By: Dona DeZube
Some industries, including construction and manufacturing, face the challenge of recruiting workers who lack a resume. A job application can collect basic information to help screen candidates for skills and experience. Yet it won’t tell you how job seekers apply their skills and abilities, behave on the job, or what they accomplished in prior positions.
Even when you combine word-of-mouth with a job tryout, you can end up with unexpected results. Jim Mckenzie, a Clarksville, Maryland, construction crew manager recalled how hiring an “experienced” roofing crewmember via a referral a few years ago went awry.
“The first day on the job the new guy goes up on the roof and is clearly terrified of heights,” Mckenzie said. Turns out the worker hadn’t lied about his experience during the interview; he just neglected to mention that he’d only done shed roofs. Mckenzie helped him down off the roof, sent him home, and started looking for a replacement crewmember.
That’s why when you interview without a resume, it’s critical to ask questions that delve into those areas. And the easiest way to dig deep is to ask behavioral interview questions.
Behavioral interview questions probe how someone actually handled a task or situation in a prior job. They can help you focus on how a candidate gets a task done, how they will fit in with your company culture or how they will tackle day to day challenges.
For example, behavioral interview questions could help shed light on prior workplace conditions: What is the dirtiest environment you’ve ever worked in? How did you cope with that challenge?
To create behavioral interview questions, make a list of the ten most important job tasks, workplace challenges and personal characteristics needed to succeed in the job. The job description can be a good place to find some of those.
For each item, write one behavioral or situational question and jot down a few follow-up questions you might ask to probe for more details.
Here are some behavioral interview questions to get you started with your interview preparation.
– Which hand tools and power tools do you own? Which do you use best?
– What safety training have you done?
– Have you ever had a job where you traveled 100%?
– How did you cope with being away from home and around your co-workers so much?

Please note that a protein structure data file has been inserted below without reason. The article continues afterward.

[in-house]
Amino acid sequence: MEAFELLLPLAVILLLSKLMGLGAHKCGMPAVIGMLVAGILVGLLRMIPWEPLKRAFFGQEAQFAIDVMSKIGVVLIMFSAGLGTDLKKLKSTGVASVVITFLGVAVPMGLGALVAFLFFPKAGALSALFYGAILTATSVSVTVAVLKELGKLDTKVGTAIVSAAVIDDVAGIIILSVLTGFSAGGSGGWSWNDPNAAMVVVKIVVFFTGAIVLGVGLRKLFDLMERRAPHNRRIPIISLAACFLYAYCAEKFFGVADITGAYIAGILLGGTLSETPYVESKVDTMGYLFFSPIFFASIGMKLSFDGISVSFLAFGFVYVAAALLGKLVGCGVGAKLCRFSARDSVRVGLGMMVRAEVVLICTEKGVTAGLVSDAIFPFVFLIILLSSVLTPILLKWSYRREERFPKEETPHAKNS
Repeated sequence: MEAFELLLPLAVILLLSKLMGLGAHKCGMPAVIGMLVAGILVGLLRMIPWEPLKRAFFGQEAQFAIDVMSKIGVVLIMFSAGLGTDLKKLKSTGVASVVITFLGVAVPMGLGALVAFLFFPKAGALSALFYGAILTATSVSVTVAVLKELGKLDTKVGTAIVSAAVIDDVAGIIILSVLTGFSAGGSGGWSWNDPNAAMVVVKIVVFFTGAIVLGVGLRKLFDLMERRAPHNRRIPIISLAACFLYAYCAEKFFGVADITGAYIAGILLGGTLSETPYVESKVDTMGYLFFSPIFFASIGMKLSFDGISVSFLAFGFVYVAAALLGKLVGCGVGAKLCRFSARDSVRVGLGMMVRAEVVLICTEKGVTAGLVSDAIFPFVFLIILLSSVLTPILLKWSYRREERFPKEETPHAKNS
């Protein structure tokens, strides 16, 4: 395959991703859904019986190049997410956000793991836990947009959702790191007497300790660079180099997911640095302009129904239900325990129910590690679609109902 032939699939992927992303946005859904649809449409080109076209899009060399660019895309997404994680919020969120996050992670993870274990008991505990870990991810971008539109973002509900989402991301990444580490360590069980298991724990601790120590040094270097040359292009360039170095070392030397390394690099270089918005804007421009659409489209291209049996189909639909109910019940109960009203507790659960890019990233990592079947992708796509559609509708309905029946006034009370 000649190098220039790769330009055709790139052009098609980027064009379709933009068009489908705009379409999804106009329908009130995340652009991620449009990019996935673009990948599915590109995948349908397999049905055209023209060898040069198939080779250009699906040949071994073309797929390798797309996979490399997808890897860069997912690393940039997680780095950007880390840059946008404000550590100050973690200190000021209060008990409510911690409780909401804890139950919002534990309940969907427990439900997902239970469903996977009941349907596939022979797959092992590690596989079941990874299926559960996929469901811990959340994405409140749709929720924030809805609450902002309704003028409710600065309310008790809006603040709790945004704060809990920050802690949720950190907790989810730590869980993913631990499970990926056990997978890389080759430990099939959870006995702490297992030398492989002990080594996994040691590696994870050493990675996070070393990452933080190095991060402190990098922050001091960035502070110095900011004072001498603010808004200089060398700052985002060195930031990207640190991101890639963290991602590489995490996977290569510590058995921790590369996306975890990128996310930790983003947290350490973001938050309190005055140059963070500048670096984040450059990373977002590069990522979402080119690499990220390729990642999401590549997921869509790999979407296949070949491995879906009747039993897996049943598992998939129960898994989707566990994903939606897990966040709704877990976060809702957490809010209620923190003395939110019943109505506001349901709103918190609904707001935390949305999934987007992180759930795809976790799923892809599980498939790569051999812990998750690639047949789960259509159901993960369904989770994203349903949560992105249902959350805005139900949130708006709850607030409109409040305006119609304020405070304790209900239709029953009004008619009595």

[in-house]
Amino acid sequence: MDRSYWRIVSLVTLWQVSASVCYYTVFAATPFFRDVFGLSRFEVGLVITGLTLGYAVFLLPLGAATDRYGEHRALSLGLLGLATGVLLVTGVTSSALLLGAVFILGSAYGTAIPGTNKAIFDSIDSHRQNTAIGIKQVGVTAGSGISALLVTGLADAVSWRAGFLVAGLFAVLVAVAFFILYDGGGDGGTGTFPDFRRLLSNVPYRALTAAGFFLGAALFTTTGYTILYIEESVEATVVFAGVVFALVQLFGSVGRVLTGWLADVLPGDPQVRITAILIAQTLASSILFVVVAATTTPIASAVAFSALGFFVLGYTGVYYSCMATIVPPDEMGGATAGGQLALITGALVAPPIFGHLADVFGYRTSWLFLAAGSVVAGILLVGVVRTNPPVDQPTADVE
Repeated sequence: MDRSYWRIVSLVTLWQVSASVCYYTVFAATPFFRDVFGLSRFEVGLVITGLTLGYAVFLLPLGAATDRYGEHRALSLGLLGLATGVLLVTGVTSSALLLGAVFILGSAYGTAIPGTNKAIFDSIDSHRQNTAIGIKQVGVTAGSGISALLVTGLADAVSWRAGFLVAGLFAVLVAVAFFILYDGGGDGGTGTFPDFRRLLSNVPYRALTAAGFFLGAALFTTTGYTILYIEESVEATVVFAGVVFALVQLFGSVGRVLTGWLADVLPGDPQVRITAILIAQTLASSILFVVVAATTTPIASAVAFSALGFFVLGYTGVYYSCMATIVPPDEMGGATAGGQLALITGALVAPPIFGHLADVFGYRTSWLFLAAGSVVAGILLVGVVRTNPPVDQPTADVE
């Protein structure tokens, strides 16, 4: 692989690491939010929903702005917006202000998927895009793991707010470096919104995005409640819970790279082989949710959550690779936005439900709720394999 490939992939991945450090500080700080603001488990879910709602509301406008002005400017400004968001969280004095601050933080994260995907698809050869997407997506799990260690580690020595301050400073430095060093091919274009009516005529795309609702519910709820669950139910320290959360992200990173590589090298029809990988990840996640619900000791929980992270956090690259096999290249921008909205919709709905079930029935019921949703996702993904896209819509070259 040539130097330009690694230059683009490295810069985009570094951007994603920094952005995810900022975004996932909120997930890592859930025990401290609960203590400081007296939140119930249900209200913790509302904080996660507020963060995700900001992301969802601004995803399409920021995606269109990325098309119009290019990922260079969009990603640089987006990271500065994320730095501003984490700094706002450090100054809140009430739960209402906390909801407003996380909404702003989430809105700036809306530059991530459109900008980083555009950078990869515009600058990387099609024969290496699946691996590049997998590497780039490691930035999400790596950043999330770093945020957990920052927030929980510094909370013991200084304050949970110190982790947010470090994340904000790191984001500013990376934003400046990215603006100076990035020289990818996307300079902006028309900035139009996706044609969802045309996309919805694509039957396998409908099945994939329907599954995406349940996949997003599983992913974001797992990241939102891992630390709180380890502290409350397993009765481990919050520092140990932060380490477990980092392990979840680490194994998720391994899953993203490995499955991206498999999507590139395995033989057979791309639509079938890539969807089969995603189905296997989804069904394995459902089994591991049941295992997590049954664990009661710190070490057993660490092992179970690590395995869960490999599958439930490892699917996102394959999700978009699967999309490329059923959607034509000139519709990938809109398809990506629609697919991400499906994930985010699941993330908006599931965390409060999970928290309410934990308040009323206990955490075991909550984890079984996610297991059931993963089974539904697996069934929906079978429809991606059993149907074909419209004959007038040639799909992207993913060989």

– What’s the biggest challenge you faced in getting workers to comply with safety rules?
– What’s the best deal you’ve ever negotiated with a vendor or subcontractor?
– What caused the biggest slippage you’ve ever had to manage? How did you regain the slippage?
– Tell me about a time you changed how you worked with a team to make a project more efficient.
– Do you prefer to work alone or on a team?
– Tell me about a time when an unclear or incomplete plan led to a disagreement. How did you handle it?
– Have you worn safety equipment in any of your previous jobs?
– Do you own any safety equipment, like steel-toed boots or a hard hat?
– What kind of safety hazards did you encounter that wearing this equipment helped you avoid?
When you don’t have a resume to refer to in the interview process, tailor your interview questions to uncover a candidate’s real-world experience. Use the conversation to create a mental road map of responsibilities, capabilities, and the applicant’s fit.
Asking the right questions will help give you and your new hires greater peace of mind.
Before the Interview, Find the Right Construction Worker Candidates
When you need a team of professionals to turn raw materials into a home, office building, or shop, it’s important that you find people who can work well with others and stay on task. The right attitude and work ethic is absolutely critical, but first you’ll need to attract a wide field of talented candidates. Why not start with a free job listing at Monster?